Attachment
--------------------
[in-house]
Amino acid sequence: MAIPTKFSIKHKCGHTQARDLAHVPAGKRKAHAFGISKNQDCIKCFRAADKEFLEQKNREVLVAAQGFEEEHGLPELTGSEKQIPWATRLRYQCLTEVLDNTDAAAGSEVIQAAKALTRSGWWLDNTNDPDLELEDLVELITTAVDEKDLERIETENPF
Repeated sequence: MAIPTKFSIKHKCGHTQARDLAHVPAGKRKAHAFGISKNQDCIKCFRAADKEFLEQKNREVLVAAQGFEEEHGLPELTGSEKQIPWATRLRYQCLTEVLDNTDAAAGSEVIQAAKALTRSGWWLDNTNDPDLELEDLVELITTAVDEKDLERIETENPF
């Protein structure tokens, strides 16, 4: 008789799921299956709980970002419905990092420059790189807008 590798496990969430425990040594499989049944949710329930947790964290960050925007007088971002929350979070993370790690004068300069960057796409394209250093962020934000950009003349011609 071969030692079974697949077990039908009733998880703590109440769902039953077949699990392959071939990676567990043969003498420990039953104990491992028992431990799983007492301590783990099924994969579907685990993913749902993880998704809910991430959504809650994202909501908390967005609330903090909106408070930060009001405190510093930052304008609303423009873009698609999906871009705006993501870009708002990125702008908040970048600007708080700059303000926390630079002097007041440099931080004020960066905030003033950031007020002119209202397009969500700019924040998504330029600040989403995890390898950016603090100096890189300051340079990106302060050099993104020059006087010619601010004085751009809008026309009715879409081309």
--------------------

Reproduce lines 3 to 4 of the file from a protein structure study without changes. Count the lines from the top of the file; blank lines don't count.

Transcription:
Repeated sequence: MAIPTKFSIKHKCGHTQARDLAHVPAGKRKAHAFGISKNQDCIKCFRAADKEFLEQKNREVLVAAQGFEEEHGLPELTGSEKQIPWATRLRYQCLTEVLDNTDAAAGSEVIQAAKALTRSGWWLDNTNDPDLELEDLVELITTAVDEKDLERIETENPF
């Protein structure tokens, strides 16, 4: 008789799921299956709980970002419905990092420059790189807008 590798496990969430425990040594499989049944949710329930947790964290960050925007007088971002929350979070993370790690004068300069960057796409394209250093962020934000950009003349011609 071969030692079974697949077990039908009733998880703590109440769902039953077949699990392959071939990676567990043969003498420990039953104990491992028992431990799983007492301590783990099924994969579907685990993913749902993880998704809910991430959504809650994202909501908390967005609330903090909106408070930060009001405190510093930052304008609303423009873009698609999906871009705006993501870009708002990125702008908040970048600007708080700059303000926390630079002097007041440099931080004020960066905030003033950031007020002119209202397009969500700019924040998504330029600040989403995890390898950016603090100096890189300051340079990106302060050099993104020059006087010619601010004085751009809008026309009715879409081309």